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Odd fossils hint first complex life hung on long after its time

Odd fossils hint first complex life hung on long after its time

New Scientist

Image: Ryan Somma

A strange 380-million-year-old fossil that was initially identified as a worm might actually be the last known survivor of an early form of life that no one fully understands. So claims one palaeontologist – but others are sceptical.

The Ediacarans, also known as “vendobionts”, are some of the earliest multicellular organisms known. They were strange, bag-like organisms just a few millimetres thick and sometimes 2 metres long, with an intricate quilted appearance. Nobody knows if they were animals, plants or something else entirely.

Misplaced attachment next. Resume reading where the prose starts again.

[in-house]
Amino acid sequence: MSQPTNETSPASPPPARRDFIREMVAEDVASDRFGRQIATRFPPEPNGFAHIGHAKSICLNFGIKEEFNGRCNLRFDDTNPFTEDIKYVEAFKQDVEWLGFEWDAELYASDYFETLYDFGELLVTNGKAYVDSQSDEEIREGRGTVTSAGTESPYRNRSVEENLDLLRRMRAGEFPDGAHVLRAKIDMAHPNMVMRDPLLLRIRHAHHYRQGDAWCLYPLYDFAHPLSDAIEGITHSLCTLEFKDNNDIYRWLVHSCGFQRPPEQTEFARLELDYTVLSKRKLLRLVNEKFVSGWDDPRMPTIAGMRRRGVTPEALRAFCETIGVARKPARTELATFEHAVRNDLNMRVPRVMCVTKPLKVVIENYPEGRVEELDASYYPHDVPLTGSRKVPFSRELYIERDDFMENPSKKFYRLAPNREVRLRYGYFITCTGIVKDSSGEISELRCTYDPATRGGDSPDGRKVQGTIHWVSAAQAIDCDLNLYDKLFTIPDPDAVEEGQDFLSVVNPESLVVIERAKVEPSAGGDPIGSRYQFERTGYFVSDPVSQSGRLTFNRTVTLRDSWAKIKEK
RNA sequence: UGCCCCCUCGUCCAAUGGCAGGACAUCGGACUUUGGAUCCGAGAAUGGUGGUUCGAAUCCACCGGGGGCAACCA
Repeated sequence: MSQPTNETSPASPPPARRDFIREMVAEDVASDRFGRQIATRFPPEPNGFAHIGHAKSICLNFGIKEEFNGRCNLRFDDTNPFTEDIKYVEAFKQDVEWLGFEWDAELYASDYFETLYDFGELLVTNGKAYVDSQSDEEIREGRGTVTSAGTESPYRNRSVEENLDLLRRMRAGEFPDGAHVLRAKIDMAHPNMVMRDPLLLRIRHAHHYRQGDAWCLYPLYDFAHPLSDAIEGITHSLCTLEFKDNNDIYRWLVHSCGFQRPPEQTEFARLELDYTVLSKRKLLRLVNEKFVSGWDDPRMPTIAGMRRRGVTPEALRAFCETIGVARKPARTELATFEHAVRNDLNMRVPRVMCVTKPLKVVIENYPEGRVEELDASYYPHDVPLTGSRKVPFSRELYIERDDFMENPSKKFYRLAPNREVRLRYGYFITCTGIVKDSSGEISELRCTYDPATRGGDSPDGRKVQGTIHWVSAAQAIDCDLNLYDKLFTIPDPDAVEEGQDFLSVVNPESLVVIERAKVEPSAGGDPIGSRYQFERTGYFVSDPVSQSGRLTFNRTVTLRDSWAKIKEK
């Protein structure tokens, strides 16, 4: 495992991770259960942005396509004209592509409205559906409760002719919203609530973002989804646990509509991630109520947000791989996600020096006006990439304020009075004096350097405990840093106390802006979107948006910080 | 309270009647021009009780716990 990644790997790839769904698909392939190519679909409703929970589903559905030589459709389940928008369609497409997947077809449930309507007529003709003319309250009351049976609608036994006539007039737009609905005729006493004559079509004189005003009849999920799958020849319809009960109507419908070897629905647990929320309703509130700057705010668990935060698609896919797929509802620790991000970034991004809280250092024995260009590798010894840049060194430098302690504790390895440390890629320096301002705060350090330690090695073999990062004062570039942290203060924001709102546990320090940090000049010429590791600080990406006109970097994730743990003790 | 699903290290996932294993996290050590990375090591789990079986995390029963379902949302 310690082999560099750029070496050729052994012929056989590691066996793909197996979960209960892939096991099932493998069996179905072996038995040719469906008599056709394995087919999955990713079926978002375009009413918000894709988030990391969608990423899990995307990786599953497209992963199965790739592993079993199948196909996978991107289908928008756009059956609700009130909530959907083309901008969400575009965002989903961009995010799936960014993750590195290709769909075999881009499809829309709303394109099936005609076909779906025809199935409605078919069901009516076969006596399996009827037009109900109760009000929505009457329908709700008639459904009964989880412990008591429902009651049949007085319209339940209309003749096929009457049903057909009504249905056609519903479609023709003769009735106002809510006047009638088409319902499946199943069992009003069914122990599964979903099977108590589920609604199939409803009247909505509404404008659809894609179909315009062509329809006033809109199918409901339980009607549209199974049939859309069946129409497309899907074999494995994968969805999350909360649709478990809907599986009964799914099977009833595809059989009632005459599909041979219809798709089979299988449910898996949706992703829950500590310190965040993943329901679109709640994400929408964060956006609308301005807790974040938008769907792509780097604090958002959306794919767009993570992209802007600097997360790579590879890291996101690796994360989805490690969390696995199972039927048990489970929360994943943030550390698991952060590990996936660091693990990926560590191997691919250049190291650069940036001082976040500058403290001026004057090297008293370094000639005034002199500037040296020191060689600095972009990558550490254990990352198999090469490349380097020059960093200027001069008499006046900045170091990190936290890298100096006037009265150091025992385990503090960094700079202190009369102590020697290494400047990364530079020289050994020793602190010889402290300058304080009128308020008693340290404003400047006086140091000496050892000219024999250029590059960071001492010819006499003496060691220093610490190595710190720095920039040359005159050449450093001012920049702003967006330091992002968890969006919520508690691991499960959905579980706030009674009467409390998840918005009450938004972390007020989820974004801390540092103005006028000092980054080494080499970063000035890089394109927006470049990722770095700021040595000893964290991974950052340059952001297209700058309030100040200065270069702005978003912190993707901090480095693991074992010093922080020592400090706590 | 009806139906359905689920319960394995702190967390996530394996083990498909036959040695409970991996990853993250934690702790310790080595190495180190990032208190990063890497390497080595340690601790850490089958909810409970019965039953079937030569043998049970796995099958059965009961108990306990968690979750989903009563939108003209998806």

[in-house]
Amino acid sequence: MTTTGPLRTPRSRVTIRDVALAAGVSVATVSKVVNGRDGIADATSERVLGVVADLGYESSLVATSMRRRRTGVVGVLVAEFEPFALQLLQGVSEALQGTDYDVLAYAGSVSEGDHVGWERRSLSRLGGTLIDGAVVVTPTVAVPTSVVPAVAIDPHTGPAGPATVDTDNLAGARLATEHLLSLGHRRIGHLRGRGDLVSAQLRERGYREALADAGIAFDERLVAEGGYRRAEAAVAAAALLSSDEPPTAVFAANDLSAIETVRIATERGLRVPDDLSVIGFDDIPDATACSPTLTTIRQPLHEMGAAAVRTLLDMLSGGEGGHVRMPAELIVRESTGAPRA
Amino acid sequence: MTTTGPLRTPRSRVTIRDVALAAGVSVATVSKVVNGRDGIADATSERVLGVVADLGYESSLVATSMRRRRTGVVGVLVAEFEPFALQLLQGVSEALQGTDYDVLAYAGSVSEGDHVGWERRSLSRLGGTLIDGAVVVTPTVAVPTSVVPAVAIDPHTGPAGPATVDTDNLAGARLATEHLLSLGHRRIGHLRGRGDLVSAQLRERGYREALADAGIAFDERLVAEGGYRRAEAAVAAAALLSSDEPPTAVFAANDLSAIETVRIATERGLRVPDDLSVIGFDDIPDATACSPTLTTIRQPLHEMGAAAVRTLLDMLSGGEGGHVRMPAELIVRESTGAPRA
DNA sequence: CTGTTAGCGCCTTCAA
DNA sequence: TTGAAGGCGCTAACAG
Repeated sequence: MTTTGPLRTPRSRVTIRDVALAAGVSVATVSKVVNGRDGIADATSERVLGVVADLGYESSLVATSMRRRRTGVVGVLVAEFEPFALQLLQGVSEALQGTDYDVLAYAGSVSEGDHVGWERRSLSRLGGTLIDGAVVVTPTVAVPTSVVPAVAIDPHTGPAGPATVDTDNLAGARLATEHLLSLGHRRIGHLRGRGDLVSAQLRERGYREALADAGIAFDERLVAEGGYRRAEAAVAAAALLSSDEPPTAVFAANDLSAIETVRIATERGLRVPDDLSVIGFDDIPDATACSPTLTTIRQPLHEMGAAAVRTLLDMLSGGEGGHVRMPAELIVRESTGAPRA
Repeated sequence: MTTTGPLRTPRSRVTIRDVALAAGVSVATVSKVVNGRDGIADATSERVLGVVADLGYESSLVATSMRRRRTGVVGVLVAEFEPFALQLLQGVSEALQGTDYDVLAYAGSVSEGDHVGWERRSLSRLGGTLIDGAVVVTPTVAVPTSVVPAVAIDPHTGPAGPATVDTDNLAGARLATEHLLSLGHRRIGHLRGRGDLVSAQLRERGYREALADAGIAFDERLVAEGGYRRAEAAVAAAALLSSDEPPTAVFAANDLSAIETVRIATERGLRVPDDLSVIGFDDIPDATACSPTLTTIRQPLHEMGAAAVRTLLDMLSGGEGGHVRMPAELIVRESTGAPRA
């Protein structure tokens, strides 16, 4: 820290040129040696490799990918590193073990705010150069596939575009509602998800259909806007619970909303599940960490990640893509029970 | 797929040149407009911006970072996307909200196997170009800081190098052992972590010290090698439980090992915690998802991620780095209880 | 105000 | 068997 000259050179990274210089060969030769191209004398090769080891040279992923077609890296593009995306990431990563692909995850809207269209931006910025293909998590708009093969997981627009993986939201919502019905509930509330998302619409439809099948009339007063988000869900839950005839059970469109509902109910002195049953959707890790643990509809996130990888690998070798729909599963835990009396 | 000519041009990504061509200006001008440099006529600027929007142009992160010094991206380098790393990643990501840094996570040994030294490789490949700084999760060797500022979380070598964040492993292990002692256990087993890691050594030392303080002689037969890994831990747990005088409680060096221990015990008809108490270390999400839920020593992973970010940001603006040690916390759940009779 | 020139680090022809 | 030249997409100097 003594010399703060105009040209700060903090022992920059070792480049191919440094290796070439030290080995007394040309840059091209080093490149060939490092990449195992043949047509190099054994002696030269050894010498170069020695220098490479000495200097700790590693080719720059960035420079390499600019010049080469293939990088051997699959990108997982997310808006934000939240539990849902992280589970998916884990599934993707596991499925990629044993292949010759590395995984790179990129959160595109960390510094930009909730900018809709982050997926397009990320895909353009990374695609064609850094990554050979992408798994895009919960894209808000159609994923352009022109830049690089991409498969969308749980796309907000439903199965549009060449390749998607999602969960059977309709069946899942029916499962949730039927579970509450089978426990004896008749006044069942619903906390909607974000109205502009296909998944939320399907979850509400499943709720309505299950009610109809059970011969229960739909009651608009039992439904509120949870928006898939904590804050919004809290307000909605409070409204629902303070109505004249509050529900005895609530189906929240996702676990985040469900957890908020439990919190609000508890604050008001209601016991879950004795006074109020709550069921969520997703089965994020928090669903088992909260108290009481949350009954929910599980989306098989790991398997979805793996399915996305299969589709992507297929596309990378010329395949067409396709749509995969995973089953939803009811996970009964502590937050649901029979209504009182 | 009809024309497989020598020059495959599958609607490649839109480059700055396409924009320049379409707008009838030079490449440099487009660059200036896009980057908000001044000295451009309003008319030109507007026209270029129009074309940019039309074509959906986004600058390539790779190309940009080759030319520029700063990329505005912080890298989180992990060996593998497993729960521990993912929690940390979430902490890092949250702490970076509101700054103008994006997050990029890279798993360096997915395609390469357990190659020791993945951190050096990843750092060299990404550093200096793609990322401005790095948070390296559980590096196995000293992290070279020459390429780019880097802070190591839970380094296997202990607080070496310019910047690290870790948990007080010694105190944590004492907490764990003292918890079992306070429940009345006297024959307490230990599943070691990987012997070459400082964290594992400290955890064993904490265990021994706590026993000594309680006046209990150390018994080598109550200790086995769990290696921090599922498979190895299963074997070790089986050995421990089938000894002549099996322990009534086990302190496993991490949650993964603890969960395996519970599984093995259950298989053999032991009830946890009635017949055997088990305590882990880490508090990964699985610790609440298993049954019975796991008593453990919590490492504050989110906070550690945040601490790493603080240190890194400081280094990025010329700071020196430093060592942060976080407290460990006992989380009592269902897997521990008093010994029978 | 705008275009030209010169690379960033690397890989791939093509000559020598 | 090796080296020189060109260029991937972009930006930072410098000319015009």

Ediacarans first appear in the fossil record about 600 million years ago. They are thought to have vanished about 60 million years later, shortly after animals burst onto the scene in the Cambrian explosion. It may be that those animals ate them to extinction.

However, Gregory Retallack at the University of Oregon in Eugene suspects that some vendobionts clung on in the age of animals for a long time. He thinks a mystery fossil called Protonympha might be a vendobiont – despite living 160 million years after its cousins seemingly went extinct. Read more on…